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Intra-operative protective mechanical ventilation in lung transplantation : a randomised, controlled trial. / Verbeek, G L; Myles, P S; Westall, G. P.; Lin, E; Hastings, S. L.; Marasco, S. F.; Jaffar, J.; Meehan, A C.

In: Anaesthesia, Vol. 72, No. 8, 01.08.2017, p. 993-1004.

Research output: Contribution to journalArticleResearchpeer-review

TY - JOUR

T1 - Intra-operative protective mechanical ventilation in lung transplantation

T2 - a randomised, controlled trial

AU - Verbeek, G L

AU - Myles, P S

AU - Westall, G. P.

AU - Lin, E

AU - Hastings, S. L.

AU - Marasco, S. F.

AU - Jaffar, J.

AU - Meehan, A C

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N2 - Primary graft dysfunction occurs in up to 25% of patients after lung transplantation. Contributing factors include ventilator-induced lung injury, cardiopulmonary bypass, ischaemia-reperfusion injury and excessive fluid administration. We evaluated the feasibility, safety and efficacy of an open-lung protective ventilation strategy aimed at reducing ventilator-induced lung injury. We enrolled adult patients scheduled to undergo bilateral sequential lung transplantation, and randomly assigned them to either a control group (volume-controlled ventilation with 5 cmH2O, positive end-expiratory pressure, low tidal volumes (two-lung ventilation 6 ml.kg−1, one-lung ventilation 4 ml.kg−1)) or an alveolar recruitment group (regular step-wise positive end-expiratory pressure-based alveolar recruitment manoeuvres, pressure-controlled ventilation set at 16 cmH2O with 10 cmH2O positive end-expiratory pressure). Ventilation strategies were commenced from reperfusion of the first lung allograft and continued for the duration of surgery. Regular PaO2/FIO2 ratios were calculated and venous blood samples collected for inflammatory marker evaluation during the procedure and for the first 24 h of intensive care stay. The primary end-point was the PaO2/FIO2 ratio at 24 h after first lung reperfusion. Thirty adult patients were studied. The primary outcome was not different between groups (mean (SD) PaO2/FIO2 ratio control group 340 (111) vs. alveolar recruitment group 404 (153); adjusted p = 0.26). Patients in the control group had poorer mean (SD) PaO2/FIO2 ratios at the end of the surgical procedure and a longer median (IQR [range]) time to tracheal extubation compared with the alveolar recruitment group (308 (144) vs. 402 (154) (p = 0.03) and 18 (10–27 [5–468]) h vs. 15 (11–36 [5–115]) h (p = 0.01), respectively). An open-lung protective ventilation strategy during surgery for lung transplantation is feasible, safe and achieves favourable ventilation parameters.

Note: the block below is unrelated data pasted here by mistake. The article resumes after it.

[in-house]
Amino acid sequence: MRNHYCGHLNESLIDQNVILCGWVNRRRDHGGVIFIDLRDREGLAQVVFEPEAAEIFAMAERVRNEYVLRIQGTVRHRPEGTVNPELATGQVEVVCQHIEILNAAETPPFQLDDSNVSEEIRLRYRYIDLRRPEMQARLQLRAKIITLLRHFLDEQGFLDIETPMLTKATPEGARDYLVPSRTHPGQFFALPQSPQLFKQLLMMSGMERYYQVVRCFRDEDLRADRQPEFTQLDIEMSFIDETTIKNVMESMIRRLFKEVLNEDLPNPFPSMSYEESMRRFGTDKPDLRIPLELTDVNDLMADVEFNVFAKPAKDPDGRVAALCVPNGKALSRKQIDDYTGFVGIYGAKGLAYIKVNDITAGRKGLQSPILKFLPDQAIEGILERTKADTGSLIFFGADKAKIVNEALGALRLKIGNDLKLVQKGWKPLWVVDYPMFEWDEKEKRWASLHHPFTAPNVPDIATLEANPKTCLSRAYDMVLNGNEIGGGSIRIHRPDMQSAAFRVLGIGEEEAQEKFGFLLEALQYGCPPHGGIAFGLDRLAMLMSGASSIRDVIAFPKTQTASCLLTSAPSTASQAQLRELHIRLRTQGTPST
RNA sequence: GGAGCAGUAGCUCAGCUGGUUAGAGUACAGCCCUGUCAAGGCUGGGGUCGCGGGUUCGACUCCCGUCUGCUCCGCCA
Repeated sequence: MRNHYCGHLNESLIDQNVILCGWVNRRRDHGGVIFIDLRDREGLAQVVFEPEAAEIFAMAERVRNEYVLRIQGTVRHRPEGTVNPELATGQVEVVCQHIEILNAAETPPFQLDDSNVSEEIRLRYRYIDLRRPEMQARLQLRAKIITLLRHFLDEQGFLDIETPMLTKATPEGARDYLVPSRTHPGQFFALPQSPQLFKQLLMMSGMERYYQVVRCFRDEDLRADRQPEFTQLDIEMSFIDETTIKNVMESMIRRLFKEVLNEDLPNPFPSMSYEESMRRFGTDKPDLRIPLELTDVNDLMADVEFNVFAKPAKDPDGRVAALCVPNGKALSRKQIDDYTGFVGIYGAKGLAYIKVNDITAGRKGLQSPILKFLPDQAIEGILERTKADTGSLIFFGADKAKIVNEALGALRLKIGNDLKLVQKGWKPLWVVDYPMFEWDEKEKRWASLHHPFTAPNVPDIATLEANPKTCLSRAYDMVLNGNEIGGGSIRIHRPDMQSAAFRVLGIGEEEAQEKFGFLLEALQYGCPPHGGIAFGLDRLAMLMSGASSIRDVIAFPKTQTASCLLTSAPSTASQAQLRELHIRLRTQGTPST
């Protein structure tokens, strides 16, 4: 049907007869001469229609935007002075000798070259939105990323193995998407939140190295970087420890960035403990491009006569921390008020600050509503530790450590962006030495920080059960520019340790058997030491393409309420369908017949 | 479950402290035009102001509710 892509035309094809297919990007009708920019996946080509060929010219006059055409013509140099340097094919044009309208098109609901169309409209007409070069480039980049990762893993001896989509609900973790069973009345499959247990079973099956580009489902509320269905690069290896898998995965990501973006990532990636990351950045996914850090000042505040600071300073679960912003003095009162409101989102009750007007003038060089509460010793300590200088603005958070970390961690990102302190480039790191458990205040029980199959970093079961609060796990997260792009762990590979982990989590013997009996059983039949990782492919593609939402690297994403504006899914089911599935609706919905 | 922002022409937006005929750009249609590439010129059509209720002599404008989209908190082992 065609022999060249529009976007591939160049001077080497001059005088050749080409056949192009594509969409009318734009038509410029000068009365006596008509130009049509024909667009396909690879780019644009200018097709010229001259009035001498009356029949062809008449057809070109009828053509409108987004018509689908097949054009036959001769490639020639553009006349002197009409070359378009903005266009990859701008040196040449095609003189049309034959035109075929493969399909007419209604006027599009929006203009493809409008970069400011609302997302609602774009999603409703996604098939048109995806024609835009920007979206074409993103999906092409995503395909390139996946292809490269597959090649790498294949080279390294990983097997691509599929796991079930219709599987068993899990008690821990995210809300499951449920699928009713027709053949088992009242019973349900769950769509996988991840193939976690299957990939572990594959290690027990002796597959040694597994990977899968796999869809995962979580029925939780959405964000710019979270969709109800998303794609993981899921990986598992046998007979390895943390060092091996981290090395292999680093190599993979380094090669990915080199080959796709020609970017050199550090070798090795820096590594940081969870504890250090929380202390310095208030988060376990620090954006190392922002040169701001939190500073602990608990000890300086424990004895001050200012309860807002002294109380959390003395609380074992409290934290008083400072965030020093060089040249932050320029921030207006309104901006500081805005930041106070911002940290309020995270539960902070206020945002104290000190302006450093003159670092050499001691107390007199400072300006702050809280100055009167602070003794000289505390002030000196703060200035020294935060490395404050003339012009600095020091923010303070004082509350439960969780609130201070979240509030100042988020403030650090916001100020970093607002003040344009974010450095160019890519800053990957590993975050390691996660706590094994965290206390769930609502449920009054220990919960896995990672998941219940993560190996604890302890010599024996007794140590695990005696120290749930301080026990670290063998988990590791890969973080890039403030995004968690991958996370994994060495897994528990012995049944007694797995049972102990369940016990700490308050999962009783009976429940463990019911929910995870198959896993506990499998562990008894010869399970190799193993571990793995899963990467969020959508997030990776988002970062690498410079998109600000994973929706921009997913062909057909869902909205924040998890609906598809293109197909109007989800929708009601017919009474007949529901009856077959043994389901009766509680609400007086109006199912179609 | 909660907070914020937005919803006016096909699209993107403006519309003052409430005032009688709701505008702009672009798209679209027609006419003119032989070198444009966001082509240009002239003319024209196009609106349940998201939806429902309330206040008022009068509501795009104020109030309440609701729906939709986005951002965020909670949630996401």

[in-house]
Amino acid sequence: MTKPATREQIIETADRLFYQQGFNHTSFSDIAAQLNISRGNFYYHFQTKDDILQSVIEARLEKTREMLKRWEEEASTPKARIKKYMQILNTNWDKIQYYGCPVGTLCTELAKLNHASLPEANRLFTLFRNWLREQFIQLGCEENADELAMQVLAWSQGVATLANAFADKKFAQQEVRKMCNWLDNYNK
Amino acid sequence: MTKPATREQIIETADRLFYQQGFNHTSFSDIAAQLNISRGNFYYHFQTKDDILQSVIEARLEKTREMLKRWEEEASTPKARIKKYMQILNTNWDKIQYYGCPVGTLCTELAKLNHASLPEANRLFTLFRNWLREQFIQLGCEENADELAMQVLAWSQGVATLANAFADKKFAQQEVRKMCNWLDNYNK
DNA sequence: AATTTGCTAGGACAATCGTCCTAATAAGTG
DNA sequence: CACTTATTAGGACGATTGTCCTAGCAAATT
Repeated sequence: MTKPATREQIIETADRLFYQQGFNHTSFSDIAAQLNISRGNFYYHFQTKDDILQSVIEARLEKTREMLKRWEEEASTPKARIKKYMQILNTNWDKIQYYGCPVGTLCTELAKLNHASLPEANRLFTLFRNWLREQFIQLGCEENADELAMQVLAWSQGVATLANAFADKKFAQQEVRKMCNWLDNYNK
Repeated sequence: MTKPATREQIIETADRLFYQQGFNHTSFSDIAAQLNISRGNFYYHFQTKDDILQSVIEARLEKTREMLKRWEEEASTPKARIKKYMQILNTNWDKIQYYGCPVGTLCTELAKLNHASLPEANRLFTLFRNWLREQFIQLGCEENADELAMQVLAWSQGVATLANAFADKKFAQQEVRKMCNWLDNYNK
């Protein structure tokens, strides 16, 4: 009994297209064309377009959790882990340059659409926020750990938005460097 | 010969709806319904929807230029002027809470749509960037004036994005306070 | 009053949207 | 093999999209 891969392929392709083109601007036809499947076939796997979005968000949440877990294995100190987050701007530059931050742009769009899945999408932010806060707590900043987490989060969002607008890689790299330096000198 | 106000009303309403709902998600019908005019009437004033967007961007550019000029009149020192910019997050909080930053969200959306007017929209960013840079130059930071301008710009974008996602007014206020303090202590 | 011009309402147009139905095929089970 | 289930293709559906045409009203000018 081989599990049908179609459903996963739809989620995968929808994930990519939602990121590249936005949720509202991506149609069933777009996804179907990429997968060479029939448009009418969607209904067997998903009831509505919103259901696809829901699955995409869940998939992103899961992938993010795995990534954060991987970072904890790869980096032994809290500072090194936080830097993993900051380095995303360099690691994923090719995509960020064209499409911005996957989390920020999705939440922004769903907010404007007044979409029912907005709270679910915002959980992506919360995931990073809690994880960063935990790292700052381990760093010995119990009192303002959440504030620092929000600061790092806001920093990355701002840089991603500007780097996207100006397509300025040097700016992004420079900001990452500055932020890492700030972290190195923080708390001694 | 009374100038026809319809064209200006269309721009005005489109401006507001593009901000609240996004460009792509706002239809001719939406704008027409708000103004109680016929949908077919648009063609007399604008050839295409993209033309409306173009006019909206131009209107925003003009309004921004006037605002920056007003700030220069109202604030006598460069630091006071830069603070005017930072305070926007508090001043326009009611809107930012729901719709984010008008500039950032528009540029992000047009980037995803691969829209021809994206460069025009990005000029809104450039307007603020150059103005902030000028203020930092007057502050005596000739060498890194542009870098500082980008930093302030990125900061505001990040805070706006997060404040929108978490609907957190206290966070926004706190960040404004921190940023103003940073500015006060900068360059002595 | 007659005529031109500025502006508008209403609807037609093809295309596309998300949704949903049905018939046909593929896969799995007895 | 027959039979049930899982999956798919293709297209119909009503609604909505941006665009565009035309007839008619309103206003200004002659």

AB - Primary graft dysfunction occurs in up to 25% of patients after lung transplantation. Contributing factors include ventilator-induced lung injury, cardiopulmonary bypass, ischaemia-reperfusion injury and excessive fluid administration. We evaluated the feasibility, safety and efficacy of an open-lung protective ventilation strategy aimed at reducing ventilator-induced lung injury. We enrolled adult patients scheduled to undergo bilateral sequential lung transplantation, and randomly assigned them to either a control group (volume-controlled ventilation with 5 cmH2O, positive end-expiratory pressure, low tidal volumes (two-lung ventilation 6 ml.kg−1, one-lung ventilation 4 ml.kg−1)) or an alveolar recruitment group (regular step-wise positive end-expiratory pressure-based alveolar recruitment manoeuvres, pressure-controlled ventilation set at 16 cmH2O with 10 cmH2O positive end-expiratory pressure). Ventilation strategies were commenced from reperfusion of the first lung allograft and continued for the duration of surgery. Regular PaO2/FIO2 ratios were calculated and venous blood samples collected for inflammatory marker evaluation during the procedure and for the first 24 h of intensive care stay. The primary end-point was the PaO2/FIO2 ratio at 24 h after first lung reperfusion. Thirty adult patients were studied. The primary outcome was not different between groups (mean (SD) PaO2/FIO2 ratio control group 340 (111) vs. alveolar recruitment group 404 (153); adjusted p = 0.26). Patients in the control group had poorer mean (SD) PaO2/FIO2 ratios at the end of the surgical procedure and a longer median (IQR [range]) time to tracheal extubation compared with the alveolar recruitment group (308 (144) vs. 402 (154) (p = 0.03) and 18 (10–27 [5–468]) h vs. 15 (11–36 [5–115]) h (p = 0.01), respectively). An open-lung protective ventilation strategy during surgery for lung transplantation is feasible, safe and achieves favourable ventilation parameters.

KW - lung protection ventilation

KW - lungs: management

KW - organ donor

KW - ventilator: low tidal volume